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Benton Foundation provides free, daily summaries of articles concerning the quickly-changing telecommunications policy landscape.

NSA Phone Data Collection Could Go On, Even if a Law Expires

Location:
The White House, 1600 Pennsylvania Avenue NW, Washington, DC, 20500, United States
Recommendation:
2

A little-known provision of the Patriot Act, overlooked by lawmakers and administration officials alike, appears to give President Obama a possible way to keep the National Security Agency’s bulk phone records program going indefinitely -- even if Congress allows the law on which it is based to expire in 2015.

Mail Monitoring Rarely Denied, Postal Service Says

Location:
House Committee on Oversight and Government Reform, Independence Avenue and South Capitol Street 2157 House Rayburn Building, Washington, DC, United States
Recommendation:
2

The United States Postal Service granted almost all of the nearly 6,700 requests from law enforcement agencies last year to monitor the mail of Americans for use in criminal and national security investigations, Postal Service officials told a House panel.

US, Israeli companies supply spy gear to repressive regimes, report says

Location:
Privacy International, 62 Britton Street, London, EC1M 5UY, United Kingdom
Recommendation:
2

US and Israeli companies are supplying sophisticated surveillance technology to Central Asian nations with records of widespread human rights abuses, giving state security services virtually unchecked power to monitor the communications of ordinary citizens, according to a new report by Privacy International.

White House hits TV networks for skipping immigration address

Location:
The White House, 1600 Pennsylvania Avenue NW, Washington, DC, 20500, United States
Recommendation:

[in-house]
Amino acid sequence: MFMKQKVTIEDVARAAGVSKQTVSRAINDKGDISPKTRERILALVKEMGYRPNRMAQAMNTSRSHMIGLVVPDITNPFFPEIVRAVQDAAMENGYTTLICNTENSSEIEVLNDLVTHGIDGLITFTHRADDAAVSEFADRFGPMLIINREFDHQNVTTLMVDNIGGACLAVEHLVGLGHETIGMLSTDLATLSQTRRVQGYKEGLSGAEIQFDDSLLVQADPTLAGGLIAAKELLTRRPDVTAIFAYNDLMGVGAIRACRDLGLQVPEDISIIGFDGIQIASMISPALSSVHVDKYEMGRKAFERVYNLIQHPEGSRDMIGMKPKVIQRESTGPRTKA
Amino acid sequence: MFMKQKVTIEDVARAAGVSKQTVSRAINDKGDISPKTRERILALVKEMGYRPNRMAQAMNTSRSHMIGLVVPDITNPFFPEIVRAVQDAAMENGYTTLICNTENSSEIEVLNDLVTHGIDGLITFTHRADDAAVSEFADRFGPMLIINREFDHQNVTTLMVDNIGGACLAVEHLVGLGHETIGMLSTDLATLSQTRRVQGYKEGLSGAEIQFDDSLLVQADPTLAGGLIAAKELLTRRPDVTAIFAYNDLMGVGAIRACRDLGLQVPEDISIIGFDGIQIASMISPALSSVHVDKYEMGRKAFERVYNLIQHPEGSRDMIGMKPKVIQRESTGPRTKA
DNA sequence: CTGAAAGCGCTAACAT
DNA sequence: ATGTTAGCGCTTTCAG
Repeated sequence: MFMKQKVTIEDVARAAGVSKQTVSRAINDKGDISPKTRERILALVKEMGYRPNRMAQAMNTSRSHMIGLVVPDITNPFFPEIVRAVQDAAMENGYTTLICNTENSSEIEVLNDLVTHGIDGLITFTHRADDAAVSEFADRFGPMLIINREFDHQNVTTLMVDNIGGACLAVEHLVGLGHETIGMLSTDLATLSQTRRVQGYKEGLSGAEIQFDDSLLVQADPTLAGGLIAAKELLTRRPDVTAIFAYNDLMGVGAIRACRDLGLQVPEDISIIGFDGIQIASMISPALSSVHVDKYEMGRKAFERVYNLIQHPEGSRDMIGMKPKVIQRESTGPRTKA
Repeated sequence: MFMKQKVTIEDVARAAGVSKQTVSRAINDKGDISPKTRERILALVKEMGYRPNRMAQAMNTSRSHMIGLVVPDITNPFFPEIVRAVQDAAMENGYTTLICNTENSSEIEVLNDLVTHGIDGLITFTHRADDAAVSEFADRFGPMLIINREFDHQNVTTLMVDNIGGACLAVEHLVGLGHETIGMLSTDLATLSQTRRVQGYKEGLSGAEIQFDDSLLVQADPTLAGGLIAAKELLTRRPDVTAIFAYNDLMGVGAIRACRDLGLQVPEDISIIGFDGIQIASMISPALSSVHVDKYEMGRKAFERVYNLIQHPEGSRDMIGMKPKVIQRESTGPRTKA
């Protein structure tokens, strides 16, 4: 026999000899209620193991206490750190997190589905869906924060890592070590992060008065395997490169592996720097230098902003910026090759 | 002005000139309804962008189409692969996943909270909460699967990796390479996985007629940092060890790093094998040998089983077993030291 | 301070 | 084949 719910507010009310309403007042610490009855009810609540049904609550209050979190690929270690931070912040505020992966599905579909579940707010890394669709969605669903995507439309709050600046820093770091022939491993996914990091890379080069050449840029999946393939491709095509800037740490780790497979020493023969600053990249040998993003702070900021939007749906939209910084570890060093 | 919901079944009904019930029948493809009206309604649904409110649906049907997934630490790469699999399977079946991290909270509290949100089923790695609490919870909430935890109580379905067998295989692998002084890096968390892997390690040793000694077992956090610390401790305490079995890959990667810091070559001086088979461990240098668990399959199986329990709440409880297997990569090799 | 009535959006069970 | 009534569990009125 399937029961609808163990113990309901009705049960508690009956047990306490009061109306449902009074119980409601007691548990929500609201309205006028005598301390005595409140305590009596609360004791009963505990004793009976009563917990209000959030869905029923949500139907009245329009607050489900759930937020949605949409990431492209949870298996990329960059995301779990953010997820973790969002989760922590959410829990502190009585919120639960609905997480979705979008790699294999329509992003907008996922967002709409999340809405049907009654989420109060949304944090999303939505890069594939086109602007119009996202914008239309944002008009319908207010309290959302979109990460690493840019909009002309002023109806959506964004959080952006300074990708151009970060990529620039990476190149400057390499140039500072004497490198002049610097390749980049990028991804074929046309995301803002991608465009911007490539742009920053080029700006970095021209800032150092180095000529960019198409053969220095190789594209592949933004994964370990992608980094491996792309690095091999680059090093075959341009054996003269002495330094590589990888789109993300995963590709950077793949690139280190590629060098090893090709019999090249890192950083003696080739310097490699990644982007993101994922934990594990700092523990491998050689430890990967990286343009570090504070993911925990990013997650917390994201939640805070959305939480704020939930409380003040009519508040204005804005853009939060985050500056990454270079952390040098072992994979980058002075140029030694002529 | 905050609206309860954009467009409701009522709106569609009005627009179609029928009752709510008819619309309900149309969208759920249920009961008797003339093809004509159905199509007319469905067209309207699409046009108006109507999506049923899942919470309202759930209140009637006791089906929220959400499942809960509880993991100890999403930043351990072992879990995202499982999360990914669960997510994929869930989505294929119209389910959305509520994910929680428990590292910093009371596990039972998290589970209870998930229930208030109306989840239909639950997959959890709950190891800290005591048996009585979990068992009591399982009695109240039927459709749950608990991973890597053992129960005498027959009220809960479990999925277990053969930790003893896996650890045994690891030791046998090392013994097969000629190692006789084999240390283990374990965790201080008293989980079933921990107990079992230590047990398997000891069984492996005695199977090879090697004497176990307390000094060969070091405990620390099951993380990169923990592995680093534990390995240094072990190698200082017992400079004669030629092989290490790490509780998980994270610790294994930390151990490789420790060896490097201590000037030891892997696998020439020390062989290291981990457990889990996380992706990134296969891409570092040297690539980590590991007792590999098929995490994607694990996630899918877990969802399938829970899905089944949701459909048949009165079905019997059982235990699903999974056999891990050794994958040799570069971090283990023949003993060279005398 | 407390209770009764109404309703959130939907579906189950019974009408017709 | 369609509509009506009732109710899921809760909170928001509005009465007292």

2

The White House is exasperated with the major broadcast networks -- ABC, CBS, Fox and NBC -- for skipping out on President Barack Obama’s primetime address on his executive actions on immigration.

Cellphone tracking: Find an address? Easy. But new devices can calculate your altitude.

Location:
Federal Communications Commission (FCC), 445 12th Street SW, Washington, DC, 20554, United States
Recommendation:
2

Cellphones long have doubled as tracking devices, capable of revealing your location to police, paramedics, even grocery stores looking to deliver coupons to nearby customers. But there’s a measurement cellphones once struggled to make: altitude. No more. Cellphone tracking is about to go vertical as the location-services industry, prodded by the US government, solves the riddle of what experts call “the z vector.”

Netflix takes up 9.5% of upstream traffic on the North American Internet

Location:
Sandvine, 408 Albert Street, Waterloo, ON, N2L 3V3, Canada
Recommendation:
1

During peak viewing hours, Netflix accounts for about a third of all bits sent to Internet users in North America on “fixed” connections -- that is, cable, DSL, fiber, or satellite, but not cellular. But Netflix users also send a ton of data upstream, so much so that Sandvine’s latest Internet Phenomena Report puts Netflix at 9.48 percent of all peak upstream traffic on North American fixed Internet services, second only to BitTorrent's 25.49 percent.